Matt Kramer is putting down roots in what he considers the world's most exciting wine region at the moment: Portugal.

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PORTO, Portugal—If you’ve read my stuff over the years, you may recall that I like to dive into places that grip my wine imagination. So in the past I, and my wife, Karen, have lived in Buenos Aires, Melbourne, Venice and Piedmont for varying lengths of time, our minimum residence three months. If there’s a privilege to being a wine writer, this is it.

Deciding where to go is not an entirely rational thing. Although all sorts of places appeal, the decision to set up house elsewhere is fundamentally emotional. Something about the culture, the landscape, the people and, not least, the wine, has to exert a siren call, an irresistible pull.

That, in the proverbial nutshell, is what happened with Portugal. For all the time I’ve spent in Europe over the decades—we’ve bicycled for months at a time in France alone, never mind living for long stretches in Italy—I have to confess that we never bothered with Portugal. The wines, apart from Port, for so long seemed lackluster. You could taste the lack of ambition.

But in the course of tasting, I began to receive different messages in the bottle, as it were. Something seemed to be stirring, or so the wines suggested. So in the past year or so, we visited Portugal twice. I loved what we saw, who we met, what we ate and, above all, what I tasted.

So I began to investigate Portuguese wines more closely. What at first appeared promising—and extremely enjoyable—turned out to be nothing less than revolutionary. I came to what I freely confess is an emotional conclusion: Portugal is arguably the most exciting wine place on the planet today.

Now, whether that’s demonstrably, provably so is beside the point. It’s how I as a wine lover, a wine taster, a wine drinker, felt. And that’s all that matters for any of us, isn’t it?

“Let’s live in Portugal for a few months,” I proposed to my wife.

“Why not?” she agreeably replied.

So now, as I write this, we’re newly settled into pretty nice digs in the Ribeira district of Porto. (And, yes, everything about this jaunt is on my own dime, just in case you were wondering.)

Much as we enjoyed Lisbon, there was no question that for us Porto would be “home.” It’s just the right size (1.3 million people in the larger urban area); it’s an ancient city that has retained much of its architecture intact (the Ribeira zone where we live is a UNESCO World Heritage site); and not least, it’s the closest city to the great Douro wine region.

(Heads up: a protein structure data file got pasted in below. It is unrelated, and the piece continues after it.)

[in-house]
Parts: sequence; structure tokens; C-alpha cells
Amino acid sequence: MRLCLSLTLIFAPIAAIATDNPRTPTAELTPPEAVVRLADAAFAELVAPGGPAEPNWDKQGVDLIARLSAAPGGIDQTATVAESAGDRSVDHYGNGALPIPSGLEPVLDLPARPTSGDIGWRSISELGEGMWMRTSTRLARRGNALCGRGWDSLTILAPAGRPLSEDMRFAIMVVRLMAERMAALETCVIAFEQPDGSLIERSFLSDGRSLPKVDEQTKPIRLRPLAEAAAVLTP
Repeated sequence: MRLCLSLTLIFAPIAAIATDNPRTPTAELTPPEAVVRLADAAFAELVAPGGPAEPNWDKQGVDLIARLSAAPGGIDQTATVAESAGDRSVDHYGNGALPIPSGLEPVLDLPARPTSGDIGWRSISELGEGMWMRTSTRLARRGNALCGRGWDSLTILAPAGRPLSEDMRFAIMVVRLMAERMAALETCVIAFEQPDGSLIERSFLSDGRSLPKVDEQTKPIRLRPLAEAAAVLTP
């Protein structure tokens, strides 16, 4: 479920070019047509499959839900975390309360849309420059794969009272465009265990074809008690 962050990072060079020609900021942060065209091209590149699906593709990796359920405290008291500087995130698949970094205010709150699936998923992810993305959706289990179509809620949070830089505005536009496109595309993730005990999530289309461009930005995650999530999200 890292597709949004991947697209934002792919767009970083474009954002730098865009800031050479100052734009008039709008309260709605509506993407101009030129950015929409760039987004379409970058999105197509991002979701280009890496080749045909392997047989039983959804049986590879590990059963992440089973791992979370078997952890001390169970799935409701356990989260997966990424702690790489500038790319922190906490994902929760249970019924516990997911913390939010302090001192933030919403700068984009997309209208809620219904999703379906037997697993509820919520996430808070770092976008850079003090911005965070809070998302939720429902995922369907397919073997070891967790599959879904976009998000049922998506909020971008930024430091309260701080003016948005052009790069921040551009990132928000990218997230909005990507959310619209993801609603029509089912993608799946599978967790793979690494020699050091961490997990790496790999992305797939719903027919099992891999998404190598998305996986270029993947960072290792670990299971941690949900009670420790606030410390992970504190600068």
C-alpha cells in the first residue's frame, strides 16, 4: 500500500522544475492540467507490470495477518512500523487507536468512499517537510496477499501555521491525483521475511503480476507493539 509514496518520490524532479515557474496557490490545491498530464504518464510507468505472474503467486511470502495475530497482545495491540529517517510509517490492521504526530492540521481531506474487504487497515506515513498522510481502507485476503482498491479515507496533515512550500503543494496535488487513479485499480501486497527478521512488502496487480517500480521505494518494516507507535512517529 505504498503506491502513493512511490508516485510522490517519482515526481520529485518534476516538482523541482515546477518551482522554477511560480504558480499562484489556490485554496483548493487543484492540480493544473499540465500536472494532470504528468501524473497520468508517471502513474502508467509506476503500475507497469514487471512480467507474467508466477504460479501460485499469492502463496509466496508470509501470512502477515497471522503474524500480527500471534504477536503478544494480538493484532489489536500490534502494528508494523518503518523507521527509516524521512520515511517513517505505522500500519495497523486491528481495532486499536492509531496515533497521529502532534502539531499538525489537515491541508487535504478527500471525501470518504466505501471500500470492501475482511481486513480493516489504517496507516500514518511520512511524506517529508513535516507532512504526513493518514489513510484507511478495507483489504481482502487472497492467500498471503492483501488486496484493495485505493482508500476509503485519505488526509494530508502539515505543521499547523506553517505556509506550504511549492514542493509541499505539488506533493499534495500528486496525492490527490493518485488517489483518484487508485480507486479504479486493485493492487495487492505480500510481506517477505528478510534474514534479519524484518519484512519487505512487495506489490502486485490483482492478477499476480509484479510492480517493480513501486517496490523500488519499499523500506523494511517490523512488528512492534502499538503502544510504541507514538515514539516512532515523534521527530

That last fact is not insignificant. In the same way that you’ve really got to see the Grand Canyon sometime before you die, the same—for wine lovers, anyway—applies to the Douro wine zone. It is, in a word, boggling. Really, I’ve never seen anything quite like it: more vast than I had imagined, more forbidding in its endless stone vineyard terraces, and just plain more improbable than any other wine area I’ve seen. I mean, what kind of a wine area has growers using dynamite just to create a hole in which to plant a grapevine? It’s scary beautiful.

And now it’s changing. The Douro has famously been consecrated for more than three centuries to just one wine: Port. But the past few decades have not been kind to the Port business. The modern mass palate turned away from it, although there’s still a sizable number of drinkers who enjoy at least a sip from time to time. Make no mistake: Port is hardly about to disappear.

That noted, there’s no question that the Douro zone is changing. One (rough) fact tells all: In the past 15 years or so, about half of the wine production from the larger Douro zone—an area that extends beyond the boundaries designated for Port production—is now table wine. That’s really incredible. I know of no other historically significant wine zone that has transformed to anywhere near that degree.

So I wanted to be close to the Douro action. The table wines emerging from the Douro can be thrilling. Many—most even—are still works in progress. After all, nobody knew how to make table wine in the Douro. But they’re learning mighty fast. The best wines are stunners, truly world-class in their originality, flavor distinction, character, depth and finesse.

The dry white Douro wines can be surprisingly compelling. It’s surprising because the place is take-your-breath-away hot in the summer. (One winegrower said to me: “The Douro is eight months of paradise and four months of hell.”) So how can the white wines be so crisply good? Elevation. The best whites come from old vines grown in elevations upwards of 2,000 feet.

So the Douro is mighty interesting. But it’s not the real reason why I’ve chosen to take time to live in Portugal. It’s because of the grapes. Portugal is home to a dazzling number of indigenous grape varieties that create wines of supreme originality. You’re looking at red grapes such as Touriga Nacional, Touriga Franca, Tinto Roriz, Baga and hundreds of others, and white grapes such as Arinto, Viosinho, Rabigato, Códega do Larinho and Gouveio, among many others.

Until very recently, the Portuguese did a pretty poor job with this patrimony. Too often the wines were dirty-tasting, from old, unclean barrels. The winemaking was crude, the ambition for greatness non-existent.

No more. Portugal is now gushing with stunning wines—and yes, stunning deals. Call me a value hound, but except for a tiny handful of reach-for-the-sky wines (and every wine nation needs those, too), Portugal very likely now offers some of the greatest wine values on the market today. The reason is easily grasped: Portugal’s achievement is still recent, and the word hasn’t quite made the rounds.

That’s why I’m here. And that’s why you’ll be hearing yet more. (And no, we don’t have a guest room.)

Source: Winespectator

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